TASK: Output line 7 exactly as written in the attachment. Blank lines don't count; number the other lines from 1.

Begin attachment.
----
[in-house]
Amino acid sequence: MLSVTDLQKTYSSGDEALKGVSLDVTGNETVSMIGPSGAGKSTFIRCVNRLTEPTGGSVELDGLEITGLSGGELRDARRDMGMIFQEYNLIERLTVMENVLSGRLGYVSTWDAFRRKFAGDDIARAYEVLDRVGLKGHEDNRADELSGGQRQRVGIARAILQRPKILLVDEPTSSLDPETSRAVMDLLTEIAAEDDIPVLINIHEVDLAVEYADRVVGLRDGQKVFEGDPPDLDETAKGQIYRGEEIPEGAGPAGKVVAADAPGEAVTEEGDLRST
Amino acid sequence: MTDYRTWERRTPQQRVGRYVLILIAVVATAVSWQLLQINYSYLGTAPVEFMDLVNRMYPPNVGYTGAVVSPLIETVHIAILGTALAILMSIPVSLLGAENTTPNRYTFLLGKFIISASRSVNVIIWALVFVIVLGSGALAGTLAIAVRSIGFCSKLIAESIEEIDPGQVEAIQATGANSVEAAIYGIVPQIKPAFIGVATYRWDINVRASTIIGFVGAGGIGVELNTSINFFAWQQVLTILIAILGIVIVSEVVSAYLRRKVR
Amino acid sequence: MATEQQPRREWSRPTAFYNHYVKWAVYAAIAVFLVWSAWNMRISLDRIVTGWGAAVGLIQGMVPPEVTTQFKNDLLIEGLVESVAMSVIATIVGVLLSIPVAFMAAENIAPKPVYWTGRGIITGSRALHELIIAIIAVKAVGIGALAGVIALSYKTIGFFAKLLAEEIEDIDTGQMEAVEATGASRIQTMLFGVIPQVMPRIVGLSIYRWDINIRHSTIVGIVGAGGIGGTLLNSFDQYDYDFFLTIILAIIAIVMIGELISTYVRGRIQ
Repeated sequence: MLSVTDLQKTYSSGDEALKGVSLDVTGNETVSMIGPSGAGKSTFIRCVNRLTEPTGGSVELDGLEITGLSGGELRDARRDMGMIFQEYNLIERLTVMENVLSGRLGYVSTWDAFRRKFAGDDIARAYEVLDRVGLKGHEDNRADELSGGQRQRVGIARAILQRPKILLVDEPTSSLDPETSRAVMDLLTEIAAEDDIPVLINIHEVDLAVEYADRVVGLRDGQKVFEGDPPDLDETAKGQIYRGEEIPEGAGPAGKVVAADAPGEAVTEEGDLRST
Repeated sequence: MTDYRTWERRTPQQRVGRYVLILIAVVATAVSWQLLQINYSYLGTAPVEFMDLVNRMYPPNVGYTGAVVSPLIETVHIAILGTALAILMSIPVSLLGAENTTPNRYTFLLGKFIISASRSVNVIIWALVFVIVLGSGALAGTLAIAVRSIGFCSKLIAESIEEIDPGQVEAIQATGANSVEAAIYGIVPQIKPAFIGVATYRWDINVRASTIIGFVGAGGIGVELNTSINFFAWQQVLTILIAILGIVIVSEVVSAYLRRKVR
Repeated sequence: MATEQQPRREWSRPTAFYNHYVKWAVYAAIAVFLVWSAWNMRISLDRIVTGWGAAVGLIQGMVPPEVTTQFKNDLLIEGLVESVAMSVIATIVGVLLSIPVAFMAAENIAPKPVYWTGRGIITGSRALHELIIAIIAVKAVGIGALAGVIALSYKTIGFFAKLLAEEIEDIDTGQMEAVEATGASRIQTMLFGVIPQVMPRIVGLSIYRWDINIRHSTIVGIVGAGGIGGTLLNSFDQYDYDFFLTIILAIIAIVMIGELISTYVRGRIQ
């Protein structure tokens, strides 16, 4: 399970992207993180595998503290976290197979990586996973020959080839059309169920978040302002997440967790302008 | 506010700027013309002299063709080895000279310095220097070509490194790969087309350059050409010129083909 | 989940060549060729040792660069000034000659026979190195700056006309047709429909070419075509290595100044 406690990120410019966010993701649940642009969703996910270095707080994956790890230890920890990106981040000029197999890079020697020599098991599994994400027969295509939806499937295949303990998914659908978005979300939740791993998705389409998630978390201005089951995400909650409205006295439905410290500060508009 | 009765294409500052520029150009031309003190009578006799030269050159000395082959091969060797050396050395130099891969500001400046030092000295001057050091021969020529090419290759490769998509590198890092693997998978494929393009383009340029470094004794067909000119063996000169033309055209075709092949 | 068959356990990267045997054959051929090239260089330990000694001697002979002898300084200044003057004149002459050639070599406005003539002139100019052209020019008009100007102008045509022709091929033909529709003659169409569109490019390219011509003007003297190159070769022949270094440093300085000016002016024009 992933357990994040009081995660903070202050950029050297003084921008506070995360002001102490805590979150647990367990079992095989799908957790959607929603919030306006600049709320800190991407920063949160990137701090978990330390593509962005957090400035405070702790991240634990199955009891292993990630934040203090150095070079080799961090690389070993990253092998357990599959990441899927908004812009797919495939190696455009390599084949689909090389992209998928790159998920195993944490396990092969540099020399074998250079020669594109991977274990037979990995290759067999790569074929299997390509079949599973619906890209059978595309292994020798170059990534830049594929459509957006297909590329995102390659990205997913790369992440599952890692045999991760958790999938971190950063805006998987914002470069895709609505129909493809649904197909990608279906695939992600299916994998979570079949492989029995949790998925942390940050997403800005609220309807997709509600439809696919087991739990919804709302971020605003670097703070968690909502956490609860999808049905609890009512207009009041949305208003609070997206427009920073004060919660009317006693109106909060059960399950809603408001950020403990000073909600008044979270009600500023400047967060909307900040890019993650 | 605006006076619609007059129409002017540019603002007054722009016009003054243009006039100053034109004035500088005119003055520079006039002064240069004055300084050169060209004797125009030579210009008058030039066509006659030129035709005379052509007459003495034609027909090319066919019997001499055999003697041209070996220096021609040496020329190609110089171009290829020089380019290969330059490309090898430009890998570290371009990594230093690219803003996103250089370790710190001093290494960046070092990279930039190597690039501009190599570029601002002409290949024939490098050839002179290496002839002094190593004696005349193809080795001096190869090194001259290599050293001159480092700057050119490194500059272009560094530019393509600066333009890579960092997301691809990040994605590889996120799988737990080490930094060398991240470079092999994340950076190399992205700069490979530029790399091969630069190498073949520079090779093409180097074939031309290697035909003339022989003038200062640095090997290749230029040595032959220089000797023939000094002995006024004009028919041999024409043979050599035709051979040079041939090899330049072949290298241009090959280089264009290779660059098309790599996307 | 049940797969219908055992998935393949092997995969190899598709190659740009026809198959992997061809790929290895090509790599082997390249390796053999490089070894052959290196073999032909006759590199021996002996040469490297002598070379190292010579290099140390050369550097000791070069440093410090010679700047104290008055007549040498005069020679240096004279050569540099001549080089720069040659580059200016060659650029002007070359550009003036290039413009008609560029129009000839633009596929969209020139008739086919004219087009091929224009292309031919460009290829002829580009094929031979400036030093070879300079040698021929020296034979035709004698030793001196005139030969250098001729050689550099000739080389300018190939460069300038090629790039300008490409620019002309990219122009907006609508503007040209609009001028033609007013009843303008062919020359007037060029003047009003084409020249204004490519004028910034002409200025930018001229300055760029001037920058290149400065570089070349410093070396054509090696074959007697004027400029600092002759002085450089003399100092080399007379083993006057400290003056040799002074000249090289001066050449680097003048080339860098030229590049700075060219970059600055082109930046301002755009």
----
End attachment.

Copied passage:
Repeated sequence: MATEQQPRREWSRPTAFYNHYVKWAVYAAIAVFLVWSAWNMRISLDRIVTGWGAAVGLIQGMVPPEVTTQFKNDLLIEGLVESVAMSVIATIVGVLLSIPVAFMAAENIAPKPVYWTGRGIITGSRALHELIIAIIAVKAVGIGALAGVIALSYKTIGFFAKLLAEEIEDIDTGQMEAVEATGASRIQTMLFGVIPQVMPRIVGLSIYRWDINIRHSTIVGIVGAGGIGGTLLNSFDQYDYDFFLTIILAIIAIVMIGELISTYVRGRIQ